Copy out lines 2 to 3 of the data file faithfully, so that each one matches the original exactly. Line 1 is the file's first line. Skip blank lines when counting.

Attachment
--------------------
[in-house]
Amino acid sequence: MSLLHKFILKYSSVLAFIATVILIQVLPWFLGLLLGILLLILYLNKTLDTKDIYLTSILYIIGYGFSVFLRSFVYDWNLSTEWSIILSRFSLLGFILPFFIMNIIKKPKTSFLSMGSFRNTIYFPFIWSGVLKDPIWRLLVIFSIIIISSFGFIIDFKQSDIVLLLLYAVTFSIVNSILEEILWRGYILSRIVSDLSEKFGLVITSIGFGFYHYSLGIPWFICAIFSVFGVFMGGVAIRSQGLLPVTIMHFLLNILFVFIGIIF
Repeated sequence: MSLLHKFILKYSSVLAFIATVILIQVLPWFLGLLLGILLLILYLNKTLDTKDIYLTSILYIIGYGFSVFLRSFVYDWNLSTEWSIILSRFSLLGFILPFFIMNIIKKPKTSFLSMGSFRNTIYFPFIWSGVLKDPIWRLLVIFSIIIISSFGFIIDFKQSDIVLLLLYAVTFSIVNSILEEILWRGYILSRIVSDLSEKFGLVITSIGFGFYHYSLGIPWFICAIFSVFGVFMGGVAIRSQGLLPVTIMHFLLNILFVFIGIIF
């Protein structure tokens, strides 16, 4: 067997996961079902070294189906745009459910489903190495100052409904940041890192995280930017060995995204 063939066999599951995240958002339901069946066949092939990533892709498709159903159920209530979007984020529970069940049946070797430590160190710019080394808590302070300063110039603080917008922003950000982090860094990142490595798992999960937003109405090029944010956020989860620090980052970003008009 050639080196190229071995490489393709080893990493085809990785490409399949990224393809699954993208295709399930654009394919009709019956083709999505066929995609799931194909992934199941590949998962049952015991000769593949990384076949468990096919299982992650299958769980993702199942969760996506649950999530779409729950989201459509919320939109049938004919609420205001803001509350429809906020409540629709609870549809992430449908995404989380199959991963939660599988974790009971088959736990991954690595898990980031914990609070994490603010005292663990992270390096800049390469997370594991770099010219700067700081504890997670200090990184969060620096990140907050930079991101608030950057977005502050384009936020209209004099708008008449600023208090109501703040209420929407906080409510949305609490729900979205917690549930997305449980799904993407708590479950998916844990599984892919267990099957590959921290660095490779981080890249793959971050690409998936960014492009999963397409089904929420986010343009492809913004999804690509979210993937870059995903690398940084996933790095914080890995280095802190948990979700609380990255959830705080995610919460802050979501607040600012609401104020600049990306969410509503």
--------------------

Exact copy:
Amino acid sequence: MSLLHKFILKYSSVLAFIATVILIQVLPWFLGLLLGILLLILYLNKTLDTKDIYLTSILYIIGYGFSVFLRSFVYDWNLSTEWSIILSRFSLLGFILPFFIMNIIKKPKTSFLSMGSFRNTIYFPFIWSGVLKDPIWRLLVIFSIIIISSFGFIIDFKQSDIVLLLLYAVTFSIVNSILEEILWRGYILSRIVSDLSEKFGLVITSIGFGFYHYSLGIPWFICAIFSVFGVFMGGVAIRSQGLLPVTIMHFLLNILFVFIGIIF
Repeated sequence: MSLLHKFILKYSSVLAFIATVILIQVLPWFLGLLLGILLLILYLNKTLDTKDIYLTSILYIIGYGFSVFLRSFVYDWNLSTEWSIILSRFSLLGFILPFFIMNIIKKPKTSFLSMGSFRNTIYFPFIWSGVLKDPIWRLLVIFSIIIISSFGFIIDFKQSDIVLLLLYAVTFSIVNSILEEILWRGYILSRIVSDLSEKFGLVITSIGFGFYHYSLGIPWFICAIFSVFGVFMGGVAIRSQGLLPVTIMHFLLNILFVFIGIIF